In the hours after watching Janet Suzman’s revival of Athol Fugard’s 1978 play, A Lesson from Aloes (last staged in London in 1983), I became fixated on looking for parallels between the story of apartheid resisters in the earlier days of South Africa’s racist regime, and our own time and place. Set in 1963, the year after Nelson Mandela was imprisoned, it depicts three middle-aged people – two white, one mixed-race – struggling to survive in a society that is becoming increasingly oppressive. It’s being staged to mark 25 years since the country’s first democratic election, but I couldn’t help searching for some kind of allegory to the political traumas of the UK of 2019.
Eventually, though, I accepted that the story has enough work to do occupying its own troubled and distinct historic, geographic context to tell us anything about our own. But that’s not to say this powerful production didn’t chime with me. This is no historical artefact: its three characters feel real, and the challenges they face are moving and relatable. If there’s a theme that transcends its setting, it’s the personal toll of political events.
It’s set in the backyard of the house of Piet (Dawid Minnaar) and Gladys (Janine Ulfane), a white couple on the wrong side politically of the South African regime. In the first act, the pair are getting ready to host guests for dinner: Steve (David Rubin), an old comrade in the resistance movement, and his wife and four kids. As they fret and quibble, we learn about the personal toll the situation has taken on each of them. Gladys has had her personal diaries seized by the authorities and not returned, causing a decline in her mental health, the awful consequences of which only become clear towards the end of the play. And the fate of Steve, who it emerges has spent the last four years in prison and is now preparing to leave the country with his family, has driven a wedge between Piet and his former allies, who suspect him of being the informant who turned Steve in to the police. In the second half, Steve arrives, alone, hours later than expected, and the truth emerges.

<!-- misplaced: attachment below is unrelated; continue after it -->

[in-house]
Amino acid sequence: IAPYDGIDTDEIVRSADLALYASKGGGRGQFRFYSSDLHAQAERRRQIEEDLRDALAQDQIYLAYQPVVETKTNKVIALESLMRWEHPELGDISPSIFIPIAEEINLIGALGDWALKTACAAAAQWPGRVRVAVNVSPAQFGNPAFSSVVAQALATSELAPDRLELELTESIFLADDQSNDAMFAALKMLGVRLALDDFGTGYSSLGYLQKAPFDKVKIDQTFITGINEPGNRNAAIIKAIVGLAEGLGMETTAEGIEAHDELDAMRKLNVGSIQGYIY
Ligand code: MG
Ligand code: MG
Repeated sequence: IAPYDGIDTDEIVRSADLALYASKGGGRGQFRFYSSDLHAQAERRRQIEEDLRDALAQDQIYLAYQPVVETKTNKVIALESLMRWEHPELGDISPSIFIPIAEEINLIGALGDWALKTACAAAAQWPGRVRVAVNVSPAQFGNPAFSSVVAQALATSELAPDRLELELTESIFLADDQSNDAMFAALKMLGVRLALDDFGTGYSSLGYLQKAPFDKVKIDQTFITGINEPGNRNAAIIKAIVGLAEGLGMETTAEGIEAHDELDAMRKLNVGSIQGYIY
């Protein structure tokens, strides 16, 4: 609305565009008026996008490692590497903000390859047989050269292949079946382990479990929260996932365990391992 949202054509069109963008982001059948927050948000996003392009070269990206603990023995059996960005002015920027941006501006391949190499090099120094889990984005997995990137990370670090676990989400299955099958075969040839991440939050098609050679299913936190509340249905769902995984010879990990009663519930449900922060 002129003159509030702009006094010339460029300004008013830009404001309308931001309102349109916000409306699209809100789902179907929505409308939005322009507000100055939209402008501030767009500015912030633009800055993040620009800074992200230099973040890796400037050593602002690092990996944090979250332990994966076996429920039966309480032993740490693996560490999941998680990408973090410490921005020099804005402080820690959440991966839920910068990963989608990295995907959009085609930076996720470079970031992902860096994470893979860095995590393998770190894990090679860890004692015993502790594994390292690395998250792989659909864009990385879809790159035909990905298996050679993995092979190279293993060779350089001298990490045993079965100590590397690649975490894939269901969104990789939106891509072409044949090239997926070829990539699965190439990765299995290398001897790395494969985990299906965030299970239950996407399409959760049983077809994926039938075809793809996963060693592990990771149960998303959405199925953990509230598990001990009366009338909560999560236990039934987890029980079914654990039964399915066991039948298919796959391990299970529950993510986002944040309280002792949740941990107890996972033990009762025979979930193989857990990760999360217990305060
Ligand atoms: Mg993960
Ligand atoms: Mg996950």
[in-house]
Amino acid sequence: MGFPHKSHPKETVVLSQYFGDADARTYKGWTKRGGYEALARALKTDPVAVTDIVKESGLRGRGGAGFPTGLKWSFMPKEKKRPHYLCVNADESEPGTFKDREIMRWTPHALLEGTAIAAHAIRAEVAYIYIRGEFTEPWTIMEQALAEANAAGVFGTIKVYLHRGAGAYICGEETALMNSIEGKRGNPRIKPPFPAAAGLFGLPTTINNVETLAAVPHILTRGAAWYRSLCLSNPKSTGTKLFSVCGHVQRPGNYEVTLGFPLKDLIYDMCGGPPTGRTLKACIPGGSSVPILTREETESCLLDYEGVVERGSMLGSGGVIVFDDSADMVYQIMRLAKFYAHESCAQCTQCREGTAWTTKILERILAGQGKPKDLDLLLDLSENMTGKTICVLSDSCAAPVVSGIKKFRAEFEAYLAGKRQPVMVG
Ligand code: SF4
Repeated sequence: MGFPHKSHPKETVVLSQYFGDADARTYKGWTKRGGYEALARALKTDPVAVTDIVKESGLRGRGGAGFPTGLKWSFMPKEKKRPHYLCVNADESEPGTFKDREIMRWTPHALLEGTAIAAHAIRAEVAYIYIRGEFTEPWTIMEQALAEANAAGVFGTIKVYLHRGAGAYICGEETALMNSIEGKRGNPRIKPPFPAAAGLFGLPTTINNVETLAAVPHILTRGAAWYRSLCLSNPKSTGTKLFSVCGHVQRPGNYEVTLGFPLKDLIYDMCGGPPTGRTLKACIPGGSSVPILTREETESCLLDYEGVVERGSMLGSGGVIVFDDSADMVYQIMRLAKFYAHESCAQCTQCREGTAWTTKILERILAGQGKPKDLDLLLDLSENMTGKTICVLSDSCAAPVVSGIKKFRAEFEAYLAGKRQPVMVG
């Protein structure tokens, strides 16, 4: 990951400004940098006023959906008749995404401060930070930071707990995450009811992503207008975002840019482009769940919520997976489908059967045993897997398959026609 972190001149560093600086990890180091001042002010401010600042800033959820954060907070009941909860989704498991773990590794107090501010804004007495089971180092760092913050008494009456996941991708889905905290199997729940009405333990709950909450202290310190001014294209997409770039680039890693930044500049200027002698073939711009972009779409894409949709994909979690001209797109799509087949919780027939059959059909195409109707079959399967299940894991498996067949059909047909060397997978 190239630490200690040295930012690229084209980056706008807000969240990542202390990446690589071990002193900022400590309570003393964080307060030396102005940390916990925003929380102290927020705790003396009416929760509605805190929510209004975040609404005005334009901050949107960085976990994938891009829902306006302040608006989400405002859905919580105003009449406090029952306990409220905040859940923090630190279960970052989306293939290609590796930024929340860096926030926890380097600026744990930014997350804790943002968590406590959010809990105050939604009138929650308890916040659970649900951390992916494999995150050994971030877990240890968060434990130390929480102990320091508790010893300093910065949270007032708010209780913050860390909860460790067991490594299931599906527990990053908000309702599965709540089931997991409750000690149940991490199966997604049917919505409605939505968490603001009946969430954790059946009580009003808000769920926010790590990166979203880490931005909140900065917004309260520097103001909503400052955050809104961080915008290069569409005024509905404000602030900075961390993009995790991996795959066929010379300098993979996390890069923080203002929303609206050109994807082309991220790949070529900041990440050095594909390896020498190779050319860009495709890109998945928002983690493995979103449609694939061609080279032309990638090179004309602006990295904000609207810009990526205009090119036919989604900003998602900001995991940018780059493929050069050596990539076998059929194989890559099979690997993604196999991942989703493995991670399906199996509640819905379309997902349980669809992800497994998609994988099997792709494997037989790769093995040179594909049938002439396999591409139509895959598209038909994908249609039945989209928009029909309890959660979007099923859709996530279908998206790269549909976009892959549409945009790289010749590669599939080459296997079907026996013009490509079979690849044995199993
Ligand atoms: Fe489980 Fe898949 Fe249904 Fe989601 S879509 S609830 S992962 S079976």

There are strong performances from all three actors, who bring out the sense in which the trust between the three characters endures, while being severely tested. Janet Suzman’s production in the cramped performance space of the Finborough Theatre captures the claustrophobia in the lives of Piet and Gladys, who now have little contact with anyone else, while the optimism carried by Steve, and the freedom he hopes to find when he leaves for England, are made vivid by Rubin’s terrific energy.
While Steve sees nothing for him in South Africa, Piet is determined to stick it out, just like the aloe plants of the title, which have evolved to thrive in the tough conditions of the Eastern Cape, and with which Piet has become obsessed (unfortunately a slightly laboured metaphor).
Piet’s stoicism in staying is an easier decision for him because he is white, and a man. Gladys and Steve have both been subjected to far worse treatment, and a result Steve feels he has no choice but to leave, while Gladys only wants to disengage. But while Piet might have looked intransigent or even deluded to audiences at the time, from the vantage point of 2019, his attitude looks more admirable and prescient: 12 years after the first performance, Mandela was released from prison, and four years after that, he was President.
A Lesson from Aloes is at Finborough Theatre until 23rd March. More info here.